During a concurrent observation and interview, on 11/15/11 at 1:40 p.m., in the non-hazardous medication compounding (mixing) room, Pharmacy Tech (Pharm Tech 2) was mixing total parenteral nutrition (IV nutrition) for Patient 46. The surveyor observed that Pharm Tech 2 did not maintain aseptic (germ free) technique by: not using alcohol to sanitize his gloves when reentering the IV hood, touching the open ends of tubing (sterile plastic tube) sets, blocking airflow from the HEPA (removes small particles from the air) filter to the critical site (sterile area of medication vials, syringes, tubing and bags), not changing gloves after he picked up a wrapper from the floor. Pharm Tech 2 stated that there were 11 TPNs to mix for the day.

During a concurrent observation and interview, on 11/16/11 at 5 p.m., in the fourth floor pharmacy, Pharmacy Tech (Pharm Tech 3) was mixing an IV medication. The surveyor observed that Pharm Tech 3 changed her sterile gloves twice during the mixing process. Both times she contaminated the outside of the gloves, by placing them on the work surface of the IV hood, before she put them on.

During an administrative record review, of the hospital's policy and procedure for 200.6a Sterile Compounding: General Requirements (Review Date 8/11) showed Procedure: 6. CSP (compounded sterile preparation) Preparation, a. "CSP's shall be prepared with aseptic technique (see P&P 200.6b) ...Sterile gloves are required in all cases (immediate use and products stored for later use."

During an administrative record review, of the hospital's policy and procedure for 200.6b Sterile IV Compounding: IVs Prepared in Pharmacy IV Preparation Areas (Review Date: 8/11) showed Procedure: B. Laminar (type of air pattern) Flow Hood, 10. "Hands never pass between the filter and the work area or over any open vials or ampoules. Further review showed Procedure: B. Laminar Flow Hood, 13. "Critical sites of needles, vials, ampoules, containers and transfer sets should have an uninterrupted flow of air from the HEPA filter."

During an administrative record review, of the Summit Medical Center census, for 11/14/11 to 11/16/11, showed the hospital serviced an estimated 179 patients a day.

2. During an observation on 11/14/11 at 11:30 a.m., Registered Nurse 12 (RN 12) administered 50 mg of Seroquel, an antidepressant, to Patient 13 via the naso-gastric feeding tube. Review of the Medication Administration Record (MAR) dated 11/14/11, showed the following entry: "Seroquel 50 mg = 2 Tablet Q6H Tube [every 6 hours via the feeding tube]" with a start date and time of "11/11/11 at 1502." Mutual review of the physician's order with the Nurse Administrator 4 showed an order dated and timed, on "11/11/11 at 13:01," for "seroquel 25 mg via FT q 12 hours [via feeding tube every 12 hours]" At 12:15 p.m. during an interview, Pharmacist 4 (Pharm 4) said he checked in the pharmacy's computerized system and the physician's order on file for Patient 13 was the latter order, for Seroquel 25 mg. Pharm 4 said that Patient 13 received an incorrect dosage of Seroquel, "it's a medication error."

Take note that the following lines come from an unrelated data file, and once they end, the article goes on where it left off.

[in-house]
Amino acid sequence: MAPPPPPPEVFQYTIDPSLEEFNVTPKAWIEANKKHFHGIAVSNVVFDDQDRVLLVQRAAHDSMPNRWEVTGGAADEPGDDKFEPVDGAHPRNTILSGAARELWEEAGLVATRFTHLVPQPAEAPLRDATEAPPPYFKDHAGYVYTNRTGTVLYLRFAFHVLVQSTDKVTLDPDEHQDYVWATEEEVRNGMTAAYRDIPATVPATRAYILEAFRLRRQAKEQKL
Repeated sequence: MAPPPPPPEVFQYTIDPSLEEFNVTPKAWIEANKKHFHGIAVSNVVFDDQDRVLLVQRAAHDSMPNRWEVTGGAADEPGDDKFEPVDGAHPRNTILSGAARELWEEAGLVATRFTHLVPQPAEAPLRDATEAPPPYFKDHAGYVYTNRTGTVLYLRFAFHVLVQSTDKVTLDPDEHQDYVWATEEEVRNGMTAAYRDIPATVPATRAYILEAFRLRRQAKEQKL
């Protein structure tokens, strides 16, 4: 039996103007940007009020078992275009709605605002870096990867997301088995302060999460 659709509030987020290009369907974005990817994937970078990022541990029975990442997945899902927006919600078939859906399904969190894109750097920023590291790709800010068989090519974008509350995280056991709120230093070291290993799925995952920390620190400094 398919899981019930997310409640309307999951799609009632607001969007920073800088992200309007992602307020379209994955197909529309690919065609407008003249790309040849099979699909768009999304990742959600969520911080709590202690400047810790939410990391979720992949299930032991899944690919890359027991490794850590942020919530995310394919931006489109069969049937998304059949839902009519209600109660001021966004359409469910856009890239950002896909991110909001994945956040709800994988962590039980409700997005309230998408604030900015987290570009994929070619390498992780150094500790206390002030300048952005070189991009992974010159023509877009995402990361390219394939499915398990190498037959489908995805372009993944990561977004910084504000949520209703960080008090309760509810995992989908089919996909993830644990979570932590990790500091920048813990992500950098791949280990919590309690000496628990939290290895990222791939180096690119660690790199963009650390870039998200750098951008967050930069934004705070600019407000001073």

On 11/15/11 at 12:40 p.m., during an interview, Pharm 2 described the process of order entry and MAR generation. Pharm 2 said that the physician wrote the order and the nurse scanned the order into the pharmacy's computerized system so that there was a mirror image of the order in the system. The pharmacist reviewed if the order was clinically appropriate for the patient. The pharmacist then typed the order into the pharmacy's computerized system and once a day at 12:30 a.m. the system generated a MAR, for the day, to begin at 7 a.m. Pharm 2 said that, prior to typing new scanned orders into the computer, the pharmacist should pull up the patient's profile based on the patient's name and second identification verification; either the date of birth or medical record number. Pharm 2 said that obviously the pharmacist did not follow the procedure for Patient 13. Pharm 2 said there was another patient with a different name than Patient 13, who had a new order for Seroquel 50 mg every six hours. Pharm 2 said that order was incorrectly typed into Patient 13's medication profile and therefore onto the MAR resulting in the "wrong dose, wrong frequency and wrong patient."